South African parents, teachers and caregivers have demonstrated an appetite for interventions and new solutions. Nal’ibali, which means “here’s the story” in isiXhosa, is one such solution. It is a national reading-for-enjoyment campaign to spark children’s potential with storytelling and reading.

One of Nal’ibali’s partners is CareUp, a mobile communication intervention created by the Reach Trust, which is jointly funded by the Western Cape department of social development and Innovation Edge.

Targeting parents and ECD practitioners working with children aged four to five, CareUp arms adults with knowledge about the role they can play in stimulating children’s early language and literacy learning. Nal’ibali contributes children’s stories in English, Afrikaans and isiXhosa.

Of a sample of 1 111 parents, 43% became frequent readers of Nal’ibali stories. This was an impressive level of behaviour change, especially when one considers that this was not one of the primary objectives of the intervention, and that users had to do a little online sleuthing to find the stories.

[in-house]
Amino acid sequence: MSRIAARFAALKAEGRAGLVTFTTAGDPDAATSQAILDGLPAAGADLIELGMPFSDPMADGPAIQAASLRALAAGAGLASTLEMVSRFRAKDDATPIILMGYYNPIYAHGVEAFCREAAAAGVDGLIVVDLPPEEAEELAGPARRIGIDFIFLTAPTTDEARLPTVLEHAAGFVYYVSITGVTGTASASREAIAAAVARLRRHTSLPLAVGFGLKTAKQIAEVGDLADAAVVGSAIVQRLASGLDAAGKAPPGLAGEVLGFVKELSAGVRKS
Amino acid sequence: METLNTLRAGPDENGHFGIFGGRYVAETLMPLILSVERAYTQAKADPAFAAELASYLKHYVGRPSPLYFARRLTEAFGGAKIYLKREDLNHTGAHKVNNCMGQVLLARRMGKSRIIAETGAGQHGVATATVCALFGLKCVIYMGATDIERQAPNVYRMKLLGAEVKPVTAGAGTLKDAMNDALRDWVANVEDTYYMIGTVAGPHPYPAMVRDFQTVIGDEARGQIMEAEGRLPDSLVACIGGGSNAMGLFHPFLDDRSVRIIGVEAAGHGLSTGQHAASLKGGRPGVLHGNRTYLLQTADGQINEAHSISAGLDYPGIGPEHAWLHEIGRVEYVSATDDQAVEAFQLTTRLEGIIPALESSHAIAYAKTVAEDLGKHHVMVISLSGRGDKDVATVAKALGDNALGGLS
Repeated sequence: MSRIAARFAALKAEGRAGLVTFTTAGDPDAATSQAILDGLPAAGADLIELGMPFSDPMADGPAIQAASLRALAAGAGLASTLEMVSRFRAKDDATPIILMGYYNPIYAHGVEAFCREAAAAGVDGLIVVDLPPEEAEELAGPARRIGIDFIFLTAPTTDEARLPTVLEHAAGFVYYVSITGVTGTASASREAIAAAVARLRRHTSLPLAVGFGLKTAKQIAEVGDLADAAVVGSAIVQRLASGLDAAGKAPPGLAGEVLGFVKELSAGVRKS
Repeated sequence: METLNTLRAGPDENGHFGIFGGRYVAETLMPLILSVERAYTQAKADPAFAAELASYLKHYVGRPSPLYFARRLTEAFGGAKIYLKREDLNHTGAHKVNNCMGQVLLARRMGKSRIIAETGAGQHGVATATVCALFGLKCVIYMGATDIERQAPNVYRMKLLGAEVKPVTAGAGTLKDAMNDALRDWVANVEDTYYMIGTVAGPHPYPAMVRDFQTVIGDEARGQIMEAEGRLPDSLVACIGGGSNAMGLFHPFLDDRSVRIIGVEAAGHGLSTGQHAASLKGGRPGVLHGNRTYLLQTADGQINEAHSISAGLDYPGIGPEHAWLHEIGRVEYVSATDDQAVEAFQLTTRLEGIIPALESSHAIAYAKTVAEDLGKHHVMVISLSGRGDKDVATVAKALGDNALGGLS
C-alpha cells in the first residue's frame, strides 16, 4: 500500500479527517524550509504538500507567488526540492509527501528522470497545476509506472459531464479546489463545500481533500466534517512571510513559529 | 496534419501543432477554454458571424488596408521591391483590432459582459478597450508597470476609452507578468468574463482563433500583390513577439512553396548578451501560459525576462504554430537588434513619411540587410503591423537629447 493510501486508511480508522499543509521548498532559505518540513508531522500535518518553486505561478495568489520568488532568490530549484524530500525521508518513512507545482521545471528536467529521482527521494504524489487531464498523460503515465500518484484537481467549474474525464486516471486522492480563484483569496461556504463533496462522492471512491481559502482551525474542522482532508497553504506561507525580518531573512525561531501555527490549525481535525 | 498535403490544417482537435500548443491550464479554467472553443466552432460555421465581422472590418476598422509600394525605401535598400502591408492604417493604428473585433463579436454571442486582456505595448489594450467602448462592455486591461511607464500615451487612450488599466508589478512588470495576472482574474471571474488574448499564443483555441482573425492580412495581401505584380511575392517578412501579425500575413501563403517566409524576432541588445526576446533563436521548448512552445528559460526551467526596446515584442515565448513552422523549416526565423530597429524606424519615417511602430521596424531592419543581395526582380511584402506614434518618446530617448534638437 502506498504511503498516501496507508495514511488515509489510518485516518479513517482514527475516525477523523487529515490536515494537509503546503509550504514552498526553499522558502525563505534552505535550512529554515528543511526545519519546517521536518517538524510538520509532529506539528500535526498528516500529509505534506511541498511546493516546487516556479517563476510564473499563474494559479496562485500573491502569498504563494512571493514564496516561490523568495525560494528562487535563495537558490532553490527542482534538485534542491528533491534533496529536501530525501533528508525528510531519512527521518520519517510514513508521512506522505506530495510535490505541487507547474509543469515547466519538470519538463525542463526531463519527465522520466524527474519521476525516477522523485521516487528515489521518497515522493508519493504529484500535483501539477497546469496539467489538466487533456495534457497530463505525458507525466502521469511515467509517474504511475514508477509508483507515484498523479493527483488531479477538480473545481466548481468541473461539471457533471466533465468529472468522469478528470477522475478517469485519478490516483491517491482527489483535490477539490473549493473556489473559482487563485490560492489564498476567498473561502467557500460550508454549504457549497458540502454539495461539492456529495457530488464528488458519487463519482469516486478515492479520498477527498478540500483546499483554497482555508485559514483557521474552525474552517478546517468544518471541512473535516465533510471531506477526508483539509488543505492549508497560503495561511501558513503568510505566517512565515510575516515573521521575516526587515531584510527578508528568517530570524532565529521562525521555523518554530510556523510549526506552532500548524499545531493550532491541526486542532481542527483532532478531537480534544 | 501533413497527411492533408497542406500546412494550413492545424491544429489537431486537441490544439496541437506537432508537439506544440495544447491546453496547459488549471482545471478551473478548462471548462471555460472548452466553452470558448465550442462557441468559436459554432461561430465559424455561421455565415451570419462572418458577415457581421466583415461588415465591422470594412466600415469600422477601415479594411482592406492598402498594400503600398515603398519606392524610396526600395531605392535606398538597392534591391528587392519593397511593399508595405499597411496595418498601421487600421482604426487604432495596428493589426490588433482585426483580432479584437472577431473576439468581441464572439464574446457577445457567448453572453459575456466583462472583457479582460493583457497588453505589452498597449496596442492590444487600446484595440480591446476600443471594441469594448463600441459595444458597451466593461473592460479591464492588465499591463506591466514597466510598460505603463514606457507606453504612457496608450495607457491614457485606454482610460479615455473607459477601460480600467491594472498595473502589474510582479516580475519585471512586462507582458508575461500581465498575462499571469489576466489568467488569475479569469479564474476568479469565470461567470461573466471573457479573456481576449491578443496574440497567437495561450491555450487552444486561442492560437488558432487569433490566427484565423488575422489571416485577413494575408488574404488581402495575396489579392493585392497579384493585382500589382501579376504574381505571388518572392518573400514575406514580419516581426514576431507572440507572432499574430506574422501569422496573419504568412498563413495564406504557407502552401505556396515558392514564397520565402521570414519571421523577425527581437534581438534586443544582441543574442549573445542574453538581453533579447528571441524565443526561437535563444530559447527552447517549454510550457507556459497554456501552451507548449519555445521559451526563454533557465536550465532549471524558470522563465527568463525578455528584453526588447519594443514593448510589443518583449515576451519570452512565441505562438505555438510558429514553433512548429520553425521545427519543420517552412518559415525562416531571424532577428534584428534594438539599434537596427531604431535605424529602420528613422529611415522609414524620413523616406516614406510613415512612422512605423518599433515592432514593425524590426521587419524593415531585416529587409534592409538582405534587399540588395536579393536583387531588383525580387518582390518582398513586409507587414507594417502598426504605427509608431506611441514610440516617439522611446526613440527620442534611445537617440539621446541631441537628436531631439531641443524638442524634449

Literacy interventions that have specifically focused on getting parents to read have yielded lower results: Worldreader, a digital reading programme in India, reported a mere 24% uptake of their stories.

Tens of thousands of people are accessing Nal’ibali’s stories on its website and various print media. In January to June this year, there was a 58% year-on-year increase in downloads from the website — 40 075 from January to June in 2018, up from 25 309 from January to June in 2017.

A digital world

Why this appetite? First, it arises from a need for more children’s books in African languages. The pressure on the publishing industry doesn’t always allow for a speedy response. Digital publishing, on the other hand, is more cost-effective, faster and permits wide distribution in multiple languages.

Second, worldwide, digital tools are a growing part of early learning, and in South Africa even more so, as a result of the low cost and easy accessibility.

Third, South Africa is an ideal market. According to mobile research company GSMA Intelligence, South Africa is the second-largest mobile market in Africa. Although Nigeria has larger numbers, South Africa has higher penetration. These days, smartphones are the secondhand phone of choice.